By Martha Reed
For those who don’t already know, I started a new day job a month ago. It’s completely different from what I have been doing to earn a living – financial typesetting in one form or another – for the last 28 years. In my previous job I worked in production which meant that we had to get the product out by the end of each day. After your shift you put it down. This has been my working world.
In my new job I’m in research and development. This means I’m expected to stop, take an appropriate amount of time and THINK for a majority of my working hours. It’s two different completely different approaches and to be honest, I was a little nervous about being able to switch professional gears so late in the game. I mentioned this nervousness, this slight hesitant uncertainty, to a friend of my who already works in the field. She smiled, sat back in her chair and said: “Fly, little bird, fly”.
Jody was right. It is time to fly, to stretch my wings, to take to the air and try something new. Every job I’ve had since college (1980) has been leveraged on the one before. Sure, there were a couple of promotions, a few lateral moves, but each new position reflected the baseline knowledge I had learned from the other. This new job is bigger, broader, deeper. Sounds sexy, doesn’t it?
I had my first big project meeting last Friday. I brought my stack of research and I had called or contacted a member of each department, asking them questions and jotting down their concerns. I remember thinking at one point during the week: Ha! I’m finally using my journalism degree after 30 years! But it didn’t really register. I thought I was simply gathering data. Then I sat down and led the meeting with my notes spread out in front of me, trying to reach an unpopular consensus (I knew this going in) and to keep the discussion and decision making moving along in what I think is ultimately the right direction, trying to help everyone reach my conclusion. And that’s when it hit me: Hey! Wait a minute – this is plotting! I plotted the outcome of this meeting!
(That sounds vaguely evil like Richard III, but we’ll move on.)
I also had lunch last week with a group of corporate associates who work day jobs and are interested in becoming writers. I offered what I knew of the publishing world, demolished the persistent myth of hitting the bestseller jackpot and tried to explain that the real gift in living a writing life is in how the living of it will affect and enhance the way you live. Anne Lamott said it best in her book Bird by Bird but I’ll try to explain it from my end.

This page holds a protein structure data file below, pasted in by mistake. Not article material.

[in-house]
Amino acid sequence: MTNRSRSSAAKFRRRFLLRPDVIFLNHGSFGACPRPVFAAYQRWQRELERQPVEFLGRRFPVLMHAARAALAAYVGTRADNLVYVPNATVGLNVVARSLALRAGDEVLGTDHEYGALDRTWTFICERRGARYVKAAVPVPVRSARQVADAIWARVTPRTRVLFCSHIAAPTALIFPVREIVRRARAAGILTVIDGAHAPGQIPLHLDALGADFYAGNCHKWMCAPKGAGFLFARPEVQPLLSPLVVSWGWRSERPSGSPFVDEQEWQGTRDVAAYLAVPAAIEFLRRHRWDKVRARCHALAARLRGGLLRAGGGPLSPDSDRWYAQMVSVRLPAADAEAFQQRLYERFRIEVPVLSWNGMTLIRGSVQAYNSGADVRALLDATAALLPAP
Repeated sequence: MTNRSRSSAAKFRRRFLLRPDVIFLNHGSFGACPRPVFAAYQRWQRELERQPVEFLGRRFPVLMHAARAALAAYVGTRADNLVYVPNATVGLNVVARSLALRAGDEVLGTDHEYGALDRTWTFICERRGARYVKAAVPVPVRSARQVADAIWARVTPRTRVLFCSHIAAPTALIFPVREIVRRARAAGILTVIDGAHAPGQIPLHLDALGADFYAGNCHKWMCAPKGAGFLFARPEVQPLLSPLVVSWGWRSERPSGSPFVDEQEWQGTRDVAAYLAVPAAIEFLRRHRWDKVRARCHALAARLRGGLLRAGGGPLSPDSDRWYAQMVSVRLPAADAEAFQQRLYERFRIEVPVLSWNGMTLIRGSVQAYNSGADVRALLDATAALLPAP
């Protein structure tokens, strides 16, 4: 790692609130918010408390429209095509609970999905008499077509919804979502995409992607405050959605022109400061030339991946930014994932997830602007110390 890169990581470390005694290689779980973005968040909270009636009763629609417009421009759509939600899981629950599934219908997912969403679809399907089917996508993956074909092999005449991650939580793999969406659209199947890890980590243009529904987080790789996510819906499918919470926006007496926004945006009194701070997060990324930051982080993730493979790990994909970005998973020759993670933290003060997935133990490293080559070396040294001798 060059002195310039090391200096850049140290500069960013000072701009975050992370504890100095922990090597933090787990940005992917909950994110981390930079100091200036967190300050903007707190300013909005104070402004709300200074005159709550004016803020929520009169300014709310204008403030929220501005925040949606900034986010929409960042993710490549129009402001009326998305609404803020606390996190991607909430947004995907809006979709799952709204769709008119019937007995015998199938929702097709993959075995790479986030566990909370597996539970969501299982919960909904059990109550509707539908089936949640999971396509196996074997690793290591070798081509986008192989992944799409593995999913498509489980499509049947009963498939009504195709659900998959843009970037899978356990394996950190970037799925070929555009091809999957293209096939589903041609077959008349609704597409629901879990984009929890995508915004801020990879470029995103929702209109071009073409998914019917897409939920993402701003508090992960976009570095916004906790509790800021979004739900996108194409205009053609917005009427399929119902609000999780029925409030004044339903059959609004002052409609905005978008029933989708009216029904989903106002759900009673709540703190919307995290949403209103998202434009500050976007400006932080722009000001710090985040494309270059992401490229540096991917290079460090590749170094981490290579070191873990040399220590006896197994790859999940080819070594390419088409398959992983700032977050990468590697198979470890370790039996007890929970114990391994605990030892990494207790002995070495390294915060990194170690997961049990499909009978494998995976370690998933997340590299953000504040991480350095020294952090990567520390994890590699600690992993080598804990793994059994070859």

My life is better when I’m in the production of writing something new. When I’m imagining new characters, I look more closely at my world and the people in it. I’m more in tune with the events going on around me and in the beauty of the natural world. I notice and try to describe the exact crimson shade of the inedible red berries hanging from the bare winter branches as I crunch through the sheets of crystal ice to the bus stop each morning.
(In the Bible, God gives the naming of each thing to Man but I think it was Woman who made the final decision. That’s why it’s so amazing when we find a male writer who can write lyrically – it’s not their natural gift. Jack London was a wonder.)
I tried to explain to my friends seated at the table that I simply can’t imagine not living my life this way. My world would be stripped of its beauty. Plus, in the writing world, my characters struggle to overcome their problems, they strive to change their situations and make things better. Sometimes I can borrow the example of their strength to make changes in my real life. Yes, sometimes they give up; sometimes they fail; but sometimes the good guys win and no matter what happens it’s all because they are human. The writing life teaches me to practice compassion every day because every day it reminds me that I am human, too. I am allowed to try new things. I am allowed to fail. And every once in awhile, I am allowed to win, too.
As we head into this holiday week I believe I’ll end this blog with compassion. Happy Holidays, everyone, and best wishes for a safe and happy holiday season!